Agriculture groups are calling on Congress to expressly state that the nation’s pesticide law preempts states’ authority to craft their own warning labels for products.
“We strongly urge Congress to reaffirm that EPA is the primary, federal authority under [the Federal Insecticide, Fungicide, and Rodenticide Act] for making pesticide findings and decisions, and that states may regulate their use, but not impose additional labeling or packaging requirements,” 332 groups said in a letter to congressional leadership.
The U.S. Solicitor General filed a brief backing California’s right to issue its own warning labels, in opposing a Supreme Court petition filed by Bayer. The company wanted the court to review an appeals court decision upholding a $25 million award to California resident Edwin Hardeman, who contracted non-Hodgkin lymphoma after using Roundup. The court rejected the petition, in which Bayer made the pre-emption argument.
IPEF negotiations set to continue in Australia
Negotiations to gain ground in negotiating the Biden administration’s Indo-Pacific Economic Framework are set to resume in Australia on Dec. 10. The Office of the U.S. Trade Representative and the State Department are billing the week-long meeting as the first in-person negotiations, but talks are well under way.
USTR Katherine Tai and Commerce Secretary Gina Raimondo met virtually last month with leaders of the other 13 IPEF nations for ministerial-level negotiations.
Along with our 13 partners, we are tackling challenges and opportunities facing the citizens and economies on both sides of the Pacific – including supply chains, clean energy, digital trade, and sustainable agriculture, among other important issues,” USTR spokesman Adam Hodge said.
Brazil nears 70% completion of soy planting
Brazilian farmers have planted about 69% of the country’s soy crop this year, according to the consulting firm AgRural. The pace remains slower than last year, which was about 78% complete at this time in 2021.
Complicated weather patterns are raising some concerns in the country’s Midwest, but spurring sowing in the South. High temperatures and little precipitation last week in the Midwestern state of Minas Gerais are making farmers anxious, said AgRural.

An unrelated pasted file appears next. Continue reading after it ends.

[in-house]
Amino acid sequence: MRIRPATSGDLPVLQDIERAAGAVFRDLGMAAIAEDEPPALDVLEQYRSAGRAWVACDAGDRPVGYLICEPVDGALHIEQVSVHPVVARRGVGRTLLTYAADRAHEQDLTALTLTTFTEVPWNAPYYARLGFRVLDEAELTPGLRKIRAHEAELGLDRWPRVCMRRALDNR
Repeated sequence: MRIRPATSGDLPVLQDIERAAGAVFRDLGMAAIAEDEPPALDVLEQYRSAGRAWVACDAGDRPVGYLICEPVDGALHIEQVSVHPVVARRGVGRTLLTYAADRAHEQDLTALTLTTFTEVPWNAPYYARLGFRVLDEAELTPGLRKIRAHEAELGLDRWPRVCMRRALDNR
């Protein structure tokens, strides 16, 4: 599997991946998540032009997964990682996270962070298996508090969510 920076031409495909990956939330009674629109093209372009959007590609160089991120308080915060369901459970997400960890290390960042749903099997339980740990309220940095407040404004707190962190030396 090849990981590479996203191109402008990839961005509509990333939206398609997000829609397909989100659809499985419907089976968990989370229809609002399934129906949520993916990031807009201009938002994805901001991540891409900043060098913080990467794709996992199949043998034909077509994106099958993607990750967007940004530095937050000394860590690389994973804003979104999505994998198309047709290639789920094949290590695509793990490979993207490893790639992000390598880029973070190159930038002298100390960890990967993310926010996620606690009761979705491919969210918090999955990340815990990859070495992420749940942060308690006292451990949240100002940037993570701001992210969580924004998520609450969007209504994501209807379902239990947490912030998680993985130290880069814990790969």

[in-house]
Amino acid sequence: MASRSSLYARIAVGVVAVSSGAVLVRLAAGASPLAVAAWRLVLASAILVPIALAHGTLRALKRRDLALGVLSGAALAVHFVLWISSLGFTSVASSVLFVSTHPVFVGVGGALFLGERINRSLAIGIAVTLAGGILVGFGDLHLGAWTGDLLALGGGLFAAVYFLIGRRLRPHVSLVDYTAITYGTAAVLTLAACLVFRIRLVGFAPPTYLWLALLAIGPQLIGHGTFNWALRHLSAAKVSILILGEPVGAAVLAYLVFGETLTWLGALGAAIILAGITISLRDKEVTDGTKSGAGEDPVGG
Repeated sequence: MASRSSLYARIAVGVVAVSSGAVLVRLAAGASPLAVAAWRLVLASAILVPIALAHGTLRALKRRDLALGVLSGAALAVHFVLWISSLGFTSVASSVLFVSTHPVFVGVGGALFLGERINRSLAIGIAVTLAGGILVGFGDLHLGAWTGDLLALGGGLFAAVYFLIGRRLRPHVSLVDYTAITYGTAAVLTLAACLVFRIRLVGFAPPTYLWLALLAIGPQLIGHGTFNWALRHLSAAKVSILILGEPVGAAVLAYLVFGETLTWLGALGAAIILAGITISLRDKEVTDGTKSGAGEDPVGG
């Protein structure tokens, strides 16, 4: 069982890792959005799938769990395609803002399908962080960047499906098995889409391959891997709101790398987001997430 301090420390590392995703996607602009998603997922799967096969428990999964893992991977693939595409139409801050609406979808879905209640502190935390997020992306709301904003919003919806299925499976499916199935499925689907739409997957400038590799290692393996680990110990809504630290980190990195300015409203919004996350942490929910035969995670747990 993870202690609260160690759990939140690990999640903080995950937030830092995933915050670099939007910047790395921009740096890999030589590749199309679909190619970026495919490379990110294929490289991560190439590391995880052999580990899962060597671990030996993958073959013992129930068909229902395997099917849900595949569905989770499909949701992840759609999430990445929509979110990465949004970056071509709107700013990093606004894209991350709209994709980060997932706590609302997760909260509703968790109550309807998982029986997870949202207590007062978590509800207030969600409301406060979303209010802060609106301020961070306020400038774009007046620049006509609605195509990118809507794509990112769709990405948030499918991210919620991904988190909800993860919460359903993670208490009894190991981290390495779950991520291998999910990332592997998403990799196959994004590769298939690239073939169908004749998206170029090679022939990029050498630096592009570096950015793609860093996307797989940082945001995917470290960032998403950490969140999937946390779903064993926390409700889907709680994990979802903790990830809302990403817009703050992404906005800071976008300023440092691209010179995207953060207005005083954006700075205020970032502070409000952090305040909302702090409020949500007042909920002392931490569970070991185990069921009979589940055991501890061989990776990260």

Meanwhile, in the South, “firmer weather that prevailed throughout last week favored the advance of planting” after “excess moisture had been causing delays in sowing and plant development.”
Farmworkers make plea for FWMA
A group of more than 60 farmworkers is expected to be on Capitol Hill to lobby for passage of the Farm Workforce Modernization Act during the lame duck session that opened Monday. The House-passed bill would provide legal status for existing farmworkers and expand the H-2A visa program for foreign labor.
Supporters of the legislation have been unable to get enough GOP support for the measure. The American Farm Bureau Federation has opposed the bill in part because it would allow H-2A workers to sue their employers. 
“On Thanksgiving, when Americans gather with family to give thanks for the food on their table, we ask Congress to show its thanks to essential farm workers and their families by passing this common sense bipartisan legislation,” said United Farm Workers President Teresa Romero.
Keep in mind: The bill’s prospects won’t improve in the next Congress. Supporters will still need to find at least nine GOP votes in the Senate, and a Republican-controlled House is unlikely to even take up the bill.
Smithfield to pay $75M to settle consumer claims in pork pricing case
A federal judge has approved a $75 million settlement between Smithfield and consumers in litigation involving allegations of price fixing in the pork industry.
The settlement was filed with the court in September and approved by Chief U.S. District Judge John Tunheim.
Smithfield has previously reached settlements in the class-action case filed against it and other pork producers, agreeing to pay $125 million to commercial purchasers such as restaurants and foodservice operators.

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Smithfield spokesman Jim Monroe said when the settlement was first announced in August that, “While we deny any liability in these cases and believe that our conduct has always been lawful, we decided that it was in the best interests of the company to negotiate a settlement.” 
Tyson sales up, earnings down from fourth quarter in 2021
Tyson Foods’ earnings per share for the fourth quarter of its fiscal year were down from a year ago by 29%, but the company’s year-end sales and earnings results were record-setting, the company said Monday.
Sales for the meat giant topped $53 billion for the year ending Oct. 1, more than $6 billion above last year’s sales of $47 billion. Net income was $3.25 billion, about $190 million ahead of 2021.
The average sales price for beef products increased in 2022 due to higher costs, including live cattle, labor, freight and transportation. The price dropped in the fourth quarter, “driven by reduced demand for premium cuts of beef as compared to exceptionally high demand in the fourth quarter of fiscal 2021,” Tyson said.
Sales for pork decreased in the fourth quarter “due to reduced domestic availability of live hogs,” Tyson said. Chicken sales increased, however, and for the year, sales of both pork and chicken were up from 2021.

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